Retinal Pigment Epithelial (retinal + pigment_epithelial)

Distribution by Scientific Domains

Terms modified by Retinal Pigment Epithelial

  • retinal pigment epithelial cell
  • retinal pigment epithelial detachment

  • Selected Abstracts


    2135: Influence of Hsp90 and HDAC inhibition and tubulin acetylation on perinuclear protein aggregation in human retinal pigment epithelial cells

    ACTA OPHTHALMOLOGICA, Issue 2010
    K KAARNIRANTA
    Purpose Retinal pigment epithelial (RPE) cells are continually exposed to oxidative stress that contributes to protein misfolding, aggregation and functional abnormalities during aging. The protein aggregates formed at the cell periphery are delivered along the microtubulus network by dynein dependent retrograde trafficking to a juxtanuclear location. Methods Cellular organelles were analysed by transmission electron microscopy of ARPE-19 cells exposed 5 然 MG-132, 0.25 然 geldanamycin (GA), 1 然 trichostatin A (TSA), 1 然 taxol (TAX) or 5 然 nocodazole (NOC) for 24 hours. In addition, the cells were treated simultaneously with GA or TSA or TAX or NOC and MG-132 up to 24 hours. Ubiquitin, Hsp90, Hsp70, acetylated tubulin and Hsc70 protein levels were analyzed by western blotting. Results Hsp90 inhibition by geldanamycin can effectively suppress proteasome inhibitor, MG-132 ,induced protein aggregation in a way that is an independent of HDAC inhibition, or the tubulin acetylation levels in ARPE-19 cells. However, the tubulin acetylation and polymerization state affects the localization of the proteasome-inhibitor ,induced aggregation. Conclusion Hsp90 inhibition is effectively related to regulation of protein aggregation that is independent of HDAC inhibition or tubulin acetylation levels in the RPE cells. Our findings open new perspectives for understanding the pathogenesis of protein aggregation in retinal cells and can be useful for the development of therapeutic treatments to prevent retinal cell deterioration. [source]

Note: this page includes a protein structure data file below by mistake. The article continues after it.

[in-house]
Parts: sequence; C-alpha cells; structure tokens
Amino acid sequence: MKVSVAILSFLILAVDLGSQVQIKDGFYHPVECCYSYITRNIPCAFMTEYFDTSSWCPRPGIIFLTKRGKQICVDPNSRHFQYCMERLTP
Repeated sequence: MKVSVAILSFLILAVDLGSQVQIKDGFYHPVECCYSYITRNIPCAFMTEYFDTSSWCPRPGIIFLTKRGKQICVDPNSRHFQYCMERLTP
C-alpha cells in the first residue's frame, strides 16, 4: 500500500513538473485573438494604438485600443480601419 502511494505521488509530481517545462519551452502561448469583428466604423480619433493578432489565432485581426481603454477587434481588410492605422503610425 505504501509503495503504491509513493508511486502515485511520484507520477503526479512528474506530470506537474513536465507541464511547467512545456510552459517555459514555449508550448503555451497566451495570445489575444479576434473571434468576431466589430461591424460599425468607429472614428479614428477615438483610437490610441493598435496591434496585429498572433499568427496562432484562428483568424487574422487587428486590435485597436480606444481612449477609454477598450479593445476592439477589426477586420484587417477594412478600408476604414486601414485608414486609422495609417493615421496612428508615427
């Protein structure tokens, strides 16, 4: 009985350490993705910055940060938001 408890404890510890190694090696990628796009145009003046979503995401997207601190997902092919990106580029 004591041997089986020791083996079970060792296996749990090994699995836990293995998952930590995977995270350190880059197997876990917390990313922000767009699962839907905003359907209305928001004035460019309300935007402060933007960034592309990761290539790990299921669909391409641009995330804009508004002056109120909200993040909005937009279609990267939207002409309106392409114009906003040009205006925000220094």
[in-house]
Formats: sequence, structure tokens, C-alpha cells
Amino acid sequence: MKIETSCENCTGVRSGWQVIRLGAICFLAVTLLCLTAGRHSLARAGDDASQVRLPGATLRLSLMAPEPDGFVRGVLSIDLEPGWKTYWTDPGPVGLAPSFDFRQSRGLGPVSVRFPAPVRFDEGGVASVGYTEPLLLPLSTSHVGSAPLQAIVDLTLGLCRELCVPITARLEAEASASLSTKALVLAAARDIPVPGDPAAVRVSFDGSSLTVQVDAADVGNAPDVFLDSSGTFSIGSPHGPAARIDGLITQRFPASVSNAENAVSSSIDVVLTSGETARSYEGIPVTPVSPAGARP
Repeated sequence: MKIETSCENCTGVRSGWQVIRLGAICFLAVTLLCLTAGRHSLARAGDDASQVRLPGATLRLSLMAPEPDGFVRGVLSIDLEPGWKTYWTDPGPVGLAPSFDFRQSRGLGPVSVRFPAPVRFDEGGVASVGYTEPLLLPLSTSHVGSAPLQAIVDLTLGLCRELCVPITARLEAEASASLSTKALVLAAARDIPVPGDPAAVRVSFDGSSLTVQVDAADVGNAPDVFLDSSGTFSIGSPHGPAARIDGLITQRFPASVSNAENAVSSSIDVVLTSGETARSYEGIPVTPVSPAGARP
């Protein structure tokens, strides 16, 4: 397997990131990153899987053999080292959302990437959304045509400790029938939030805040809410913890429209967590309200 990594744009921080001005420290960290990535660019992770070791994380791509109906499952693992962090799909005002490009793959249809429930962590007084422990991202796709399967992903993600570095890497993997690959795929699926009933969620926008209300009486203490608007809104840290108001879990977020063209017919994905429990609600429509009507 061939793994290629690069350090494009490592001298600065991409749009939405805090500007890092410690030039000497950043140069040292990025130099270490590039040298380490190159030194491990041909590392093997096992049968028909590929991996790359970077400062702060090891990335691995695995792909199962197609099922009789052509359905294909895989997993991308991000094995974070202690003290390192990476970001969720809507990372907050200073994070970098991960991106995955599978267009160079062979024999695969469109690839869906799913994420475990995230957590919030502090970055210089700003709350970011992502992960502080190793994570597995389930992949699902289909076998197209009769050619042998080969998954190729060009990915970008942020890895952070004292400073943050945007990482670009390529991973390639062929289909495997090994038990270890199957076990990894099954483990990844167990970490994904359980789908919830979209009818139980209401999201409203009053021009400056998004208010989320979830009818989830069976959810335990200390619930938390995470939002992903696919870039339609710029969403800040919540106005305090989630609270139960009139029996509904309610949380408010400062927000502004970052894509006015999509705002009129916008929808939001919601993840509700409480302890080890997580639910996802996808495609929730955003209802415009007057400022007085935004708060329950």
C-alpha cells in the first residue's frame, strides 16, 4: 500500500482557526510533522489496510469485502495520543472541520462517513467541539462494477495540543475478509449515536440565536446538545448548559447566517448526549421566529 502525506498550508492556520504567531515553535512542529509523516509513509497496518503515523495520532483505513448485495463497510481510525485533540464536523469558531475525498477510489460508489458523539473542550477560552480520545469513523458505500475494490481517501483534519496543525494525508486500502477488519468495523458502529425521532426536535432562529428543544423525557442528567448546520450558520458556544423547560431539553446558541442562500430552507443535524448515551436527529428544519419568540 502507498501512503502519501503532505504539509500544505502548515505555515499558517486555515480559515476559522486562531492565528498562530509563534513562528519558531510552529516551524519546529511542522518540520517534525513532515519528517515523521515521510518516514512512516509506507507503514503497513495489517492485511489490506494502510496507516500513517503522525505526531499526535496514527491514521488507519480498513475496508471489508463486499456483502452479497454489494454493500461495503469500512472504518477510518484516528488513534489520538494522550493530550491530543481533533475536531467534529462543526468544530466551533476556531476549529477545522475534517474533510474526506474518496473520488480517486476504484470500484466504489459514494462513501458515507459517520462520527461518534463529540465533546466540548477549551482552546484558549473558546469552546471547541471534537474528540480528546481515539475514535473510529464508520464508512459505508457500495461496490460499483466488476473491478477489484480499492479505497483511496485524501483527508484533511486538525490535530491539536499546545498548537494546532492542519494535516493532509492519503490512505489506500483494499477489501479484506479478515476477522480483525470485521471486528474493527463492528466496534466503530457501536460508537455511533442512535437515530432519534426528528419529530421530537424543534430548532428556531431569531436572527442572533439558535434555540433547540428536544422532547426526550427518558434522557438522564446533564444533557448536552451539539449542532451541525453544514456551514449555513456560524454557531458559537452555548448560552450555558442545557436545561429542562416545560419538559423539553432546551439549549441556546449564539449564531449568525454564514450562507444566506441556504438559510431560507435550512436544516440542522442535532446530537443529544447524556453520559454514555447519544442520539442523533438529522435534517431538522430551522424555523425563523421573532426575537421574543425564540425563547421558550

Actin-dependent motility of melanosomes from fish retinal pigment epithelial (RPE) cells investigated using in vitro motility assays

    CYTOSKELETON, Issue 2 2004
    E. L. McNeil
    Melanosomes (pigment granules) within retinal pigment epithelial (RPE) cells of fish and amphibians undergo massive migrations in response to light conditions to control light flux to the retina. Previous research has shown that melanosome motility within apical projections of dissociated fish RPE cells requires an intact actin cytoskeleton, but the mechanisms and motors involved in melanosome transport in RPE have not been identified. Two in vitro motility assays, the Nitella assay and the sliding filament assay, were used to characterize actin-dependent motor activity of RPE melanosomes. Melanosomes applied to dissected filets of the Characean alga, Nitella, moved along actin cables at a mean rate of 2 ,m/min, similar to the rate of melanosome motility in dissociated, cultured RPE cells. Path lengths of motile melanosomes ranged from 9 to 37 ,m. Melanosome motility in the sliding filament assay was much more variable, ranging from 0.4,33 ,m/min; 70% of velocities ranged from 1,15 ,m/min. Latex beads coated with skeletal muscle myosin II and added to Nitella filets moved in the same direction as RPE melanosomes, indicating that the motility is barbed-end directed. Immunoblotting using antibodies against myosin VIIa and rab27a revealed that both proteins are enriched on melanosome membranes, suggesting that they could play a role in melanosome transport within apical projections of fish RPE. Cell Motil. Cytoskeleton 58:71,82, 2004. 2004 Wiley-Liss, Inc. [source]


    Oxidative damage of retinal pigment epithelial cells and age-related macular degeneration

    DRUG DEVELOPMENT RESEARCH, Issue 5 2007
    Suofu Qin